If passed, Measure P would ban "development, construction, installation, or use of any facility, appurtenance, or above-ground equipment" of any facility engaging in high-intensity petroleum operations both on- and off-shore. Photo courtesy of missionandstate.org

Photo courtesy of missionandstate.org

While Deltopia began on sunny April 5, people in sky blue shirts were gathering signatures in I.V. for the “Healthy Air and Water Initiative to Ban Fracking.” As a registered voter, maybe you signed the petition because, of course, you are for healthy air and water (who isn’t?). And you’ve heard that fracking could be bad. So you did not read all 29 pages of the initiative and you signed because, what harm could it do? Yep, I’ve been there, done that. And while I do believe the people who asked you to sign meant well, the truth is that Measure P is a poorly written initiative that is now on your ballot and will significantly damage the County if voters pass it.

So what about banning onshore fracking in the County? One company unsuccessfully tried fracking in the County in 2009 and 2010. This led to the rigorous County fracking ordinance that is now in place (as of 2011). Geologists will also tell you the onshore oil deposits in the county are too sandy and are already fissured so fracking won’t work here. So why not ban fracking just to be certain it does not happen in SB County? Because Measure P has a much broader and more damaging scope than just fracking. This initiative asks you to vote to ban all future high-intensity oil operations in the county and shut down current high-intensity operations (projected to occur by 2019). Supporters of P will tell you otherwise, that current operations are unaffected — but just reading the words in the initiative doesn’t tell the whole story. Legal interpretation is required to understand “vested rights,” “takings” and specific legal history relevant to the County and State. Not being an attorney myself, I rely on attorneys to explain legal language. What I found is only one attorney, who co-wrote P, says P won’t cause a shutdown. All other legal opinions disagree, including the neutral County attorney. He has gone on record stating the language of the initiative leaves the County exposed to litigation that the County does not have insurance coverage for, and if he could rewrite the initiative to protect the County, he would. But he doesn’t have that option.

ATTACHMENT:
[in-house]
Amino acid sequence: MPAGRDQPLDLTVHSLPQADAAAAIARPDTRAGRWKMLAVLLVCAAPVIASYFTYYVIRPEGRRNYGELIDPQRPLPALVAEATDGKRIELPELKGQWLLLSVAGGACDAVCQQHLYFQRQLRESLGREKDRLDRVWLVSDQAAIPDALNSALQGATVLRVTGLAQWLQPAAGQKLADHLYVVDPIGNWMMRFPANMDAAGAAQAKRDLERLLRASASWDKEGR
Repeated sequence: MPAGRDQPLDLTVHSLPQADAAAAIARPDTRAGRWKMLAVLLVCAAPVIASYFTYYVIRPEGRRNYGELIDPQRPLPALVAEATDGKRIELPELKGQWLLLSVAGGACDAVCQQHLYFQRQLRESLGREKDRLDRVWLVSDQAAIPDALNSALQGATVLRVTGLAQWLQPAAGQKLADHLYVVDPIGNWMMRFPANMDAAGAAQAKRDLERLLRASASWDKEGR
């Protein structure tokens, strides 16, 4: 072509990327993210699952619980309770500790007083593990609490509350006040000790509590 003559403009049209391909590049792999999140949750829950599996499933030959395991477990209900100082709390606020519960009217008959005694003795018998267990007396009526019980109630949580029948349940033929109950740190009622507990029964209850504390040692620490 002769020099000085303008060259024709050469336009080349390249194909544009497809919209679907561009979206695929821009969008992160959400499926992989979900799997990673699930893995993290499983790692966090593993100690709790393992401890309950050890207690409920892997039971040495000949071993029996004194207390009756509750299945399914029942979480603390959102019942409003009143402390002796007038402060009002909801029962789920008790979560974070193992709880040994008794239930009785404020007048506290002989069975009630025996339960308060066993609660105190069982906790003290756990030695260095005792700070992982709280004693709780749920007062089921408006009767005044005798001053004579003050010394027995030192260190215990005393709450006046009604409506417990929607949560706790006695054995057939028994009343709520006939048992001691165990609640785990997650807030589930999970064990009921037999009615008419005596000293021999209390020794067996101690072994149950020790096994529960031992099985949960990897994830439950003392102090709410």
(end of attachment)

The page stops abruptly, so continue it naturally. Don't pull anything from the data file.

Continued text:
Reduced or eliminated oil production in the County means 1) less tax revenues that benefit schools and services (e.g., fire), 2) less oil jobs in the County and State and 3) less revenue to businesses who serve the oil community (hotels, restaurants, gas stations). Can SB County afford these losses?

There’s simply too much collateral damage that comes with Measure P. Vote NO on P. Then let’s replace the campaign extremes with collaboration on well-researched and carefully-reviewed legislation.

Julie Wage is a UCSB graduate.